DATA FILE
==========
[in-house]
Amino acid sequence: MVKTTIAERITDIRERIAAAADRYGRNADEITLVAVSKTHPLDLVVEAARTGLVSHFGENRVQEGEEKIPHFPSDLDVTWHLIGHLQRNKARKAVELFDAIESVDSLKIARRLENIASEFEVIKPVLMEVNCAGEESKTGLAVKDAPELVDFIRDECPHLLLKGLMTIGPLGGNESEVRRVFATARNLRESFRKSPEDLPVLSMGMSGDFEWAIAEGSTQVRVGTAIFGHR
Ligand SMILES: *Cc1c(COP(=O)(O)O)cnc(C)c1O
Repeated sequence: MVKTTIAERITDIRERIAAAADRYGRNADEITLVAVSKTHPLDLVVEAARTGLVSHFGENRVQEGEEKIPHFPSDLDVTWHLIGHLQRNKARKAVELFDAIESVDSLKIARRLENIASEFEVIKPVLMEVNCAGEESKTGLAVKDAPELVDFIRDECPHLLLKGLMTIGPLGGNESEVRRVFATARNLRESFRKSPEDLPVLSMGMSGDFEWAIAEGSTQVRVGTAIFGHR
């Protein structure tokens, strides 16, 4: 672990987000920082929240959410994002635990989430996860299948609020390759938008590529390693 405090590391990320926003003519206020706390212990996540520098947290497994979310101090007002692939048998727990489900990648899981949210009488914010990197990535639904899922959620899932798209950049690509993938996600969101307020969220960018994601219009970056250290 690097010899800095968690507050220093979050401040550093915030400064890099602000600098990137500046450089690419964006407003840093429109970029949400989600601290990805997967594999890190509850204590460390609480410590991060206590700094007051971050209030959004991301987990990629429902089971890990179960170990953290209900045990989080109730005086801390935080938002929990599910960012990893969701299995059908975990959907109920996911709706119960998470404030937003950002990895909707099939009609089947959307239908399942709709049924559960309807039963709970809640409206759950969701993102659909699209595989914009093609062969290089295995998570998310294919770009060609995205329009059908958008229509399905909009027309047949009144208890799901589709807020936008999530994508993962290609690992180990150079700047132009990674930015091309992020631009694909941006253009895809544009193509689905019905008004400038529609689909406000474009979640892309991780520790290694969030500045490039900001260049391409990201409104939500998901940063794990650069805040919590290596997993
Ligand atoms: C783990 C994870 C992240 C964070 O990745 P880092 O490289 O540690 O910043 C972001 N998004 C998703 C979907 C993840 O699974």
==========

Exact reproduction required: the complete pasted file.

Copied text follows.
[in-house]
Amino acid sequence: MVKTTIAERITDIRERIAAAADRYGRNADEITLVAVSKTHPLDLVVEAARTGLVSHFGENRVQEGEEKIPHFPSDLDVTWHLIGHLQRNKARKAVELFDAIESVDSLKIARRLENIASEFEVIKPVLMEVNCAGEESKTGLAVKDAPELVDFIRDECPHLLLKGLMTIGPLGGNESEVRRVFATARNLRESFRKSPEDLPVLSMGMSGDFEWAIAEGSTQVRVGTAIFGHR
Ligand SMILES: *Cc1c(COP(=O)(O)O)cnc(C)c1O
Repeated sequence: MVKTTIAERITDIRERIAAAADRYGRNADEITLVAVSKTHPLDLVVEAARTGLVSHFGENRVQEGEEKIPHFPSDLDVTWHLIGHLQRNKARKAVELFDAIESVDSLKIARRLENIASEFEVIKPVLMEVNCAGEESKTGLAVKDAPELVDFIRDECPHLLLKGLMTIGPLGGNESEVRRVFATARNLRESFRKSPEDLPVLSMGMSGDFEWAIAEGSTQVRVGTAIFGHR
């Protein structure tokens, strides 16, 4: 672990987000920082929240959410994002635990989430996860299948609020390759938008590529390693 405090590391990320926003003519206020706390212990996540520098947290497994979310101090007002692939048998727990489900990648899981949210009488914010990197990535639904899922959620899932798209950049690509993938996600969101307020969220960018994601219009970056250290 690097010899800095968690507050220093979050401040550093915030400064890099602000600098990137500046450089690419964006407003840093429109970029949400989600601290990805997967594999890190509850204590460390609480410590991060206590700094007051971050209030959004991301987990990629429902089971890990179960170990953290209900045990989080109730005086801390935080938002929990599910960012990893969701299995059908975990959907109920996911709706119960998470404030937003950002990895909707099939009609089947959307239908399942709709049924559960309807039963709970809640409206759950969701993102659909699209595989914009093609062969290089295995998570998310294919770009060609995205329009059908958008229509399905909009027309047949009144208890799901589709807020936008999530994508993962290609690992180990150079700047132009990674930015091309992020631009694909941006253009895809544009193509689905019905008004400038529609689909406000474009979640892309991780520790290694969030500045490039900001260049391409990201409104939500998901940063794990650069805040919590290596997993
Ligand atoms: C783990 C994870 C992240 C964070 O990745 P880092 O490289 O540690 O910043 C972001 N998004 C998703 C979907 C993840 O699974």